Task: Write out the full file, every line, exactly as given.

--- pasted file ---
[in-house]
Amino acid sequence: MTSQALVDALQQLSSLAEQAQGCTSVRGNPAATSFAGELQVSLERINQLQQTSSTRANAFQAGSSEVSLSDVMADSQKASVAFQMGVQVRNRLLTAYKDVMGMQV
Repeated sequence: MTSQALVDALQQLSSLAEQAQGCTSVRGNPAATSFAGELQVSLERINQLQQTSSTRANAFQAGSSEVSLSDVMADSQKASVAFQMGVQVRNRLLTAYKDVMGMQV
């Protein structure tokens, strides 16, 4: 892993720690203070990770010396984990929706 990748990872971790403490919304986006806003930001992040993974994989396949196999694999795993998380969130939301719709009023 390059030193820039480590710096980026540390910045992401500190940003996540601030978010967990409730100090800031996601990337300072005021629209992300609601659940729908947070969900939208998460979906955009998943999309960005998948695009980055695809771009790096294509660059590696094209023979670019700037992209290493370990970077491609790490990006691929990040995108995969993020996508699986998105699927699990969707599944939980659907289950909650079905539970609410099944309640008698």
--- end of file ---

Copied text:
[in-house]
Amino acid sequence: MTSQALVDALQQLSSLAEQAQGCTSVRGNPAATSFAGELQVSLERINQLQQTSSTRANAFQAGSSEVSLSDVMADSQKASVAFQMGVQVRNRLLTAYKDVMGMQV
Repeated sequence: MTSQALVDALQQLSSLAEQAQGCTSVRGNPAATSFAGELQVSLERINQLQQTSSTRANAFQAGSSEVSLSDVMADSQKASVAFQMGVQVRNRLLTAYKDVMGMQV
């Protein structure tokens, strides 16, 4: 892993720690203070990770010396984990929706 990748990872971790403490919304986006806003930001992040993974994989396949196999694999795993998380969130939301719709009023 390059030193820039480590710096980026540390910045992401500190940003996540601030978010967990409730100090800031996601990337300072005021629209992300609601659940729908947070969900939208998460979906955009998943999309960005998948695009980055695809771009790096294509660059590696094209023979670019700037992209290493370990970077491609790490990006691929990040995108995969993020996508699986998105699927699990969707599944939980659907289950909650079905539970609410099944309640008698």